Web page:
Pages tagged "media press clips"


BET - Commentary: How Being Black and Green Is in Our DNA

Written by Nikki Silvestri, Executive Director of Green For All
Cross-posted on BET.com. Read original post here.

Introducing Green For All’s new executive director Nikki Silvestri.

It’s not often that a life-changing revelation arrives via email. But that’s what happened to me in February when I received the results of a genetic test I ordered to track my ancestry. When I opened the message, I discovered that, based on my DNA, my forbears likely came from Cameroon, Congo, Nigeria, Benin, and Togo, as well as Ireland and Great Britain. I was stunned by the power of this revelation. Like most Black Americans, my family has never known the geography of where we came from—our ancient history was lost to slavery.

 

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Huffington Post - We Are the Environment

Written by Nikki Silvestri, Executive Director, Green For All
Cross-posted on Huffington Post. Read original post here.

When I was a little girl growing up in Los Angeles, I would spend summer afternoons in the backyard of my grandmother's home in South L.A., on Harvard and Martin Luther King Boulevard. I remember picking fresh berries off the bushes in her garden, and waiting for her to wash them and stir them with some sugar for me. My first contact with the environment was through those berries -- through food -- and it was magic. Food was something my grandmother and mother nourished me with. It came straight from the earth, from soil. It represented love. And as a result, the first way I interacted with the natural world was through love. But it wasn't all that simple. As a small child, I also developed asthma, probably as a result of the airport and oil fields near my home. I was hospitalized for the first time with an asthma attack when I was six years old. It was hard, not being able to double dutch or play tag during recess -- my inhaler followed me everywhere.

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Huffington Post - Leap Forward: Why We Need to Think Bigger on Climate Resilience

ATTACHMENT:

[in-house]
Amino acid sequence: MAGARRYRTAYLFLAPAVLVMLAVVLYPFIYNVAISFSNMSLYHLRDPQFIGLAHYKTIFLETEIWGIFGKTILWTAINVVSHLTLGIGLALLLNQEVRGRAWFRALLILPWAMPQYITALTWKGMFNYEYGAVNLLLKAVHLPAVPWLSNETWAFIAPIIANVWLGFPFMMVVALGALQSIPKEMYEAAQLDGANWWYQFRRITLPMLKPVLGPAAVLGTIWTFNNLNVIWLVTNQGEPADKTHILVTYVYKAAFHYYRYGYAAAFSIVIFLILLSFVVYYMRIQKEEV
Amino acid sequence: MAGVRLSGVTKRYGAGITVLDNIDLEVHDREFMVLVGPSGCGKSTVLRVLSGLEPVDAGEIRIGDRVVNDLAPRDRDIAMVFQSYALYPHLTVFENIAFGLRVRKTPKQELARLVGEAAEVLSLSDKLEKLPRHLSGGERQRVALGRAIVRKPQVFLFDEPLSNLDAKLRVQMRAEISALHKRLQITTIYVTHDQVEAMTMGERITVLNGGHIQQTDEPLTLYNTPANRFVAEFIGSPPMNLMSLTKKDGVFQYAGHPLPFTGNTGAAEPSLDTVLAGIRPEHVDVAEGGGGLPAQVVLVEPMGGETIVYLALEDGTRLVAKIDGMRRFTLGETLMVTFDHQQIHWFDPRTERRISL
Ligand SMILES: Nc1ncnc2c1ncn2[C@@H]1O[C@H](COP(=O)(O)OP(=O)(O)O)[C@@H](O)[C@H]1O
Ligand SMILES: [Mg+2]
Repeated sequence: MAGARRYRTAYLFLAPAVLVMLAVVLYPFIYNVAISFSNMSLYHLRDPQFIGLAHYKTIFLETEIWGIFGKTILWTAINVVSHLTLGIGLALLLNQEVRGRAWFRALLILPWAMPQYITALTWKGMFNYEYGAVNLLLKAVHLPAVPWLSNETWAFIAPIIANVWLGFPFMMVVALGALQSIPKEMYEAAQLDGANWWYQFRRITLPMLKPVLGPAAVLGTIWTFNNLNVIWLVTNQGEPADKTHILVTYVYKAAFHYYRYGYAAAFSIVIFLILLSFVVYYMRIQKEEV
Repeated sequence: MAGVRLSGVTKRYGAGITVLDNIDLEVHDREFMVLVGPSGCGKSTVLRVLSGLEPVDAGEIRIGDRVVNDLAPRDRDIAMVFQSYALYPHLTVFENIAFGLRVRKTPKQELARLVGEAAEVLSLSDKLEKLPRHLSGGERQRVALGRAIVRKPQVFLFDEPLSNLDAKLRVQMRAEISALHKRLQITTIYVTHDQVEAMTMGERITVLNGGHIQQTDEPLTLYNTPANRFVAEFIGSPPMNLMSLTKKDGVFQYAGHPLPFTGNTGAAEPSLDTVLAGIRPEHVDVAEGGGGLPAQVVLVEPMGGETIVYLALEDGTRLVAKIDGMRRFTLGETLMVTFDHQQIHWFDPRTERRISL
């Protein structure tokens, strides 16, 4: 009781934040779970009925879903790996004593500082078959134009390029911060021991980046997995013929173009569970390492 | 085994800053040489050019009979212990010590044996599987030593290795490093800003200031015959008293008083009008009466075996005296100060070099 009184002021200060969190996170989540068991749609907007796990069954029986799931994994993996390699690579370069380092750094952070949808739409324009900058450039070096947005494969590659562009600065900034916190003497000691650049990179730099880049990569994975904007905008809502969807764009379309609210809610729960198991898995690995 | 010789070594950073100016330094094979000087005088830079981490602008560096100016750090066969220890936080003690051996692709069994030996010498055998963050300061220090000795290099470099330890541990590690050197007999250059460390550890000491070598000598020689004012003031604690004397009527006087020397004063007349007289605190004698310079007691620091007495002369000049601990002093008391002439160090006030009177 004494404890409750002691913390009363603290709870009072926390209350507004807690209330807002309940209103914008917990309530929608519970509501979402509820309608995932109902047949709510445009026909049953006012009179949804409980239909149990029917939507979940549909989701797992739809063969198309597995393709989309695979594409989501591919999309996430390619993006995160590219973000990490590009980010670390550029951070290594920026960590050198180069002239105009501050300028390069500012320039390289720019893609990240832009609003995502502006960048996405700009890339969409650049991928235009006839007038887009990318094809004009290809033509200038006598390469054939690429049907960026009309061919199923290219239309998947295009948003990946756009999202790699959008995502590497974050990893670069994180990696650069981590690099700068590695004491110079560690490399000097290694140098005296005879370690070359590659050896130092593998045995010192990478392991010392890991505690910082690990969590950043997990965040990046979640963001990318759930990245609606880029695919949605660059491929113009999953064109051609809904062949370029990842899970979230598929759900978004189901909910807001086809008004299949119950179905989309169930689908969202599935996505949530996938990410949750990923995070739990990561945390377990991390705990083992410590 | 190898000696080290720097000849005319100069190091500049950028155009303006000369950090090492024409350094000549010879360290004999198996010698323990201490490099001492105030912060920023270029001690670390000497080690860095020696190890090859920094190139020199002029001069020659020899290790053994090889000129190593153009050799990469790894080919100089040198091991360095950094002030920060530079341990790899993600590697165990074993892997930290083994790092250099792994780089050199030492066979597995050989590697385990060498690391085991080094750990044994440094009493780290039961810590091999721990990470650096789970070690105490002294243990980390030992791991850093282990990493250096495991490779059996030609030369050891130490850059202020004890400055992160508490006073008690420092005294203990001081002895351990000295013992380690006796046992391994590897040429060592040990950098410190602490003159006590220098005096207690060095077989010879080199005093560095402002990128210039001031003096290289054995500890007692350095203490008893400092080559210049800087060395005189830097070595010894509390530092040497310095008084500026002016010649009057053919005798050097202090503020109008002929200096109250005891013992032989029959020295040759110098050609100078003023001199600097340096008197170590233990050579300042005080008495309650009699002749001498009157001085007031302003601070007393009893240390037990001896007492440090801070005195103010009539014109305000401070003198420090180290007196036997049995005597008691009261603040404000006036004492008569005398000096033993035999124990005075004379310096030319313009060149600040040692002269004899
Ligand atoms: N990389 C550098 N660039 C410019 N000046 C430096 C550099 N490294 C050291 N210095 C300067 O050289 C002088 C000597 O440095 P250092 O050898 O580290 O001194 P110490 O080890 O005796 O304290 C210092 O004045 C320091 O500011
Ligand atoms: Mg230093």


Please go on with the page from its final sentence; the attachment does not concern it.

Written by Jeremy Hays, Chief Strategist for State and Local Initiatives of Green For All
Cross-posted on Huffington Post. Read original post here.

In 1995, a severe heat wave struck Chicago, killing more than 700 people. The disaster hit some neighborhoods much harder than others. For the most part, its devastation closely traced the city's economic and ethnic segregation. More people died in places like Englewood, a South Side neighborhood with a history of poverty and crime, and a largely African-American population; yet some neighborhoods with this same demographic fared remarkably well. Just adjacent to Englewood, the Auburn Gresham community -- also poor and black -- weathered the disaster far better than many of the city's wealthy white communities.

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Huffington Post - How Information is Changing the World: This Week in Seeding the Change

Written by Ari Nessel, Founder and President, The Pollination Project

Cross-posted on Huffington Post. Read original post here.

Every day of the week, The Pollination Project (www.thepollinationproject.org) provides $1,000 in seed funding to an individual who is working to make the world -- or just their own community -- a better, more peaceful and more sustainable place. Here are the extraordinary people and ideas changing the world this week:

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Forbes - How E-Waste Is Creating Jobs For People With Criminal Records In Los Angeles

Written by Sarah McKinney, Forbes Contributor

Cross-posted on Forbes. Read original post here.